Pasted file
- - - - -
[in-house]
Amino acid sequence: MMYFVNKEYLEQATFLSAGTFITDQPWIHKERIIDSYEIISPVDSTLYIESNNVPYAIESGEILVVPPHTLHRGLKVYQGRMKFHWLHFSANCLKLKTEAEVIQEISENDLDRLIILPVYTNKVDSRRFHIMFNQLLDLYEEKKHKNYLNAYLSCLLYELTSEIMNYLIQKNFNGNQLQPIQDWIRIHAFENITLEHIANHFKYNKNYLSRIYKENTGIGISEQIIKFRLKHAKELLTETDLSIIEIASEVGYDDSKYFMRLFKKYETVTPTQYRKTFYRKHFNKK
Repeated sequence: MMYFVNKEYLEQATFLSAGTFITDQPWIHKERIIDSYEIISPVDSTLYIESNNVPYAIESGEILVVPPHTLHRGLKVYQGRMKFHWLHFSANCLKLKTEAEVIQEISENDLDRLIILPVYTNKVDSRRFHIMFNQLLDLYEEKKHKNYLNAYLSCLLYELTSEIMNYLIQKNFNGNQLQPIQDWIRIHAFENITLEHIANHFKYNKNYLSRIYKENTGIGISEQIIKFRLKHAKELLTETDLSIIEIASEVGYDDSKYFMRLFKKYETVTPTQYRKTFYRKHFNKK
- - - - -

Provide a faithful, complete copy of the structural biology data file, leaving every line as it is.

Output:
[in-house]
Amino acid sequence: MMYFVNKEYLEQATFLSAGTFITDQPWIHKERIIDSYEIISPVDSTLYIESNNVPYAIESGEILVVPPHTLHRGLKVYQGRMKFHWLHFSANCLKLKTEAEVIQEISENDLDRLIILPVYTNKVDSRRFHIMFNQLLDLYEEKKHKNYLNAYLSCLLYELTSEIMNYLIQKNFNGNQLQPIQDWIRIHAFENITLEHIANHFKYNKNYLSRIYKENTGIGISEQIIKFRLKHAKELLTETDLSIIEIASEVGYDDSKYFMRLFKKYETVTPTQYRKTFYRKHFNKK
Repeated sequence: MMYFVNKEYLEQATFLSAGTFITDQPWIHKERIIDSYEIISPVDSTLYIESNNVPYAIESGEILVVPPHTLHRGLKVYQGRMKFHWLHFSANCLKLKTEAEVIQEISENDLDRLIILPVYTNKVDSRRFHIMFNQLLDLYEEKKHKNYLNAYLSCLLYELTSEIMNYLIQKNFNGNQLQPIQDWIRIHAFENITLEHIANHFKYNKNYLSRIYKENTGIGISEQIIKFRLKHAKELLTETDLSIIEIASEVGYDDSKYFMRLFKKYETVTPTQYRKTFYRKHFNKK